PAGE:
The recent set of changes to the laws governing trade marks in the EU is the most substantial since 1996. Hidden among them is a new weapon in the armoury of brand owners to help prevent counterfeit goods being transported across the EU. The new provision applies regardless of whether or not those goods are targeted at EU consumers.
Previously, the decision of the European Court of Justice in the joined cases of Philips and Nokia (C-446/09 and C-495/09) held that goods only infringed the trade mark owner’s rights in the EU if those goods were released onto the EU market, were intended for the EU market or the importer had “directed those goods at EU consumers” (e.g. by way of advertising to consumers that such goods would be shipped from outside the EU into the EU). The new Regulation, Council Regulation (EU) 2015/2424, which has been in force since 23 March 2016, overturns this decision and provides greater powers for customs officers to seize suspect goods.
Provided that brand owners have a European Trade Mark (“EUTM”) registration, all counterfeit products can now be seized whilst in transit through the EU unless the importer can prove that there will be no trade mark infringement in the final destination country of the goods in question and that those goods can be freely sold there.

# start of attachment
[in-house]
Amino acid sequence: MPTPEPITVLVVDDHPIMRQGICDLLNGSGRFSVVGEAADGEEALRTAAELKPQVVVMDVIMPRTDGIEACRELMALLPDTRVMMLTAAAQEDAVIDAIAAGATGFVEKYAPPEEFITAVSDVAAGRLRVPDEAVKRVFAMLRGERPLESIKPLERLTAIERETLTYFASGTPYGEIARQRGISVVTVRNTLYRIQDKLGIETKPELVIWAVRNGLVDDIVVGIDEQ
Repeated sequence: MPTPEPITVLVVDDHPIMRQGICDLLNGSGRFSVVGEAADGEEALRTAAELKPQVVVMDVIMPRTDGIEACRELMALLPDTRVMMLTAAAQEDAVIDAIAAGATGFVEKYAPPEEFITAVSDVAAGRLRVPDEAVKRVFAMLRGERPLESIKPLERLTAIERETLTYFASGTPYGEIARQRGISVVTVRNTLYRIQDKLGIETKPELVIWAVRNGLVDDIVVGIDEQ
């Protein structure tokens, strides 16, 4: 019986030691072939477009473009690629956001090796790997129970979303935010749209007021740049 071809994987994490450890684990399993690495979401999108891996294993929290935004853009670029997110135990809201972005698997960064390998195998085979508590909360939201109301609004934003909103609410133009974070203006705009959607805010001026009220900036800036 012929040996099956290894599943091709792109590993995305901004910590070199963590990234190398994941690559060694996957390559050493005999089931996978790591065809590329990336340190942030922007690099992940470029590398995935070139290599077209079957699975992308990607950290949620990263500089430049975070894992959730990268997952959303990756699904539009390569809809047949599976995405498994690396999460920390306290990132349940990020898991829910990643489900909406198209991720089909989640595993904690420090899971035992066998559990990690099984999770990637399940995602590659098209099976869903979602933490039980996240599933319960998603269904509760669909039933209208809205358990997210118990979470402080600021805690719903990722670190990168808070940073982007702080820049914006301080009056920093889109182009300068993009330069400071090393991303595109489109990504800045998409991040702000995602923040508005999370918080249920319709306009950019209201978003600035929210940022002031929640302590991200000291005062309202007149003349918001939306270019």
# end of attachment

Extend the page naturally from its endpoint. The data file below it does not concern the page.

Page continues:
It is imperative, therefore, for all brand owners who have problems with counterfeit products outside the EU to consider obtaining a EUTM and filing a Customs Notice in the EU (the latter will allow for the detention of suspect goods). This is important even if they do not currently have problems in the EU itself with counterfeit products or indeed even if they do not have any trade in the EU. If, as is common, counterfeit goods are being sent via customs hubs in the EU as part of their transit to another continent or a country outside the EU, these goods will now be capable of being seized.
Andrew Stone, a senior associate in the Intellectual Property Team said: “Brand owners should be aware that this new amendment further strengthens their ability to prevent counterfeiters from using the EU as a “stop-off” point for counterfeit goods. This is especially true when dealing with larger sellers from outside the EU who, to date, have been able to import counterfeit goods into the EU provided that those goods never left the port before travelling onto their final intended destination.”
Clarke Willmott has a dedicated anti-counterfeiting practice and we regularly assist clients in filing Customs Notices to ensure that counterfeit goods are seized upon entering the EU.